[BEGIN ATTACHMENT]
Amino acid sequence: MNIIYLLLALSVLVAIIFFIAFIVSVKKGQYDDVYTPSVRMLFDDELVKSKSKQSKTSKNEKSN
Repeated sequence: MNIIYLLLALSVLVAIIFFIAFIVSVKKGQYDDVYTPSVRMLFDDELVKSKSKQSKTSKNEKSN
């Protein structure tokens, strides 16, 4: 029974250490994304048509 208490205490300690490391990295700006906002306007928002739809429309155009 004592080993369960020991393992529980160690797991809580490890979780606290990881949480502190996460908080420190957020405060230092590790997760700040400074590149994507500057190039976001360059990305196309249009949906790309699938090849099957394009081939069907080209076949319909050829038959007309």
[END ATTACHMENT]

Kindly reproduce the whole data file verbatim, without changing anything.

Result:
Amino acid sequence: MNIIYLLLALSVLVAIIFFIAFIVSVKKGQYDDVYTPSVRMLFDDELVKSKSKQSKTSKNEKSN
Repeated sequence: MNIIYLLLALSVLVAIIFFIAFIVSVKKGQYDDVYTPSVRMLFDDELVKSKSKQSKTSKNEKSN
């Protein structure tokens, strides 16, 4: 029974250490994304048509 208490205490300690490391990295700006906002306007928002739809429309155009 004592080993369960020991393992529980160690797991809580490890979780606290990881949480502190996460908080420190957020405060230092590790997760700040400074590149994507500057190039976001360059990305196309249009949906790309699938090849099957394009081939069907080209076949319909050829038959007309």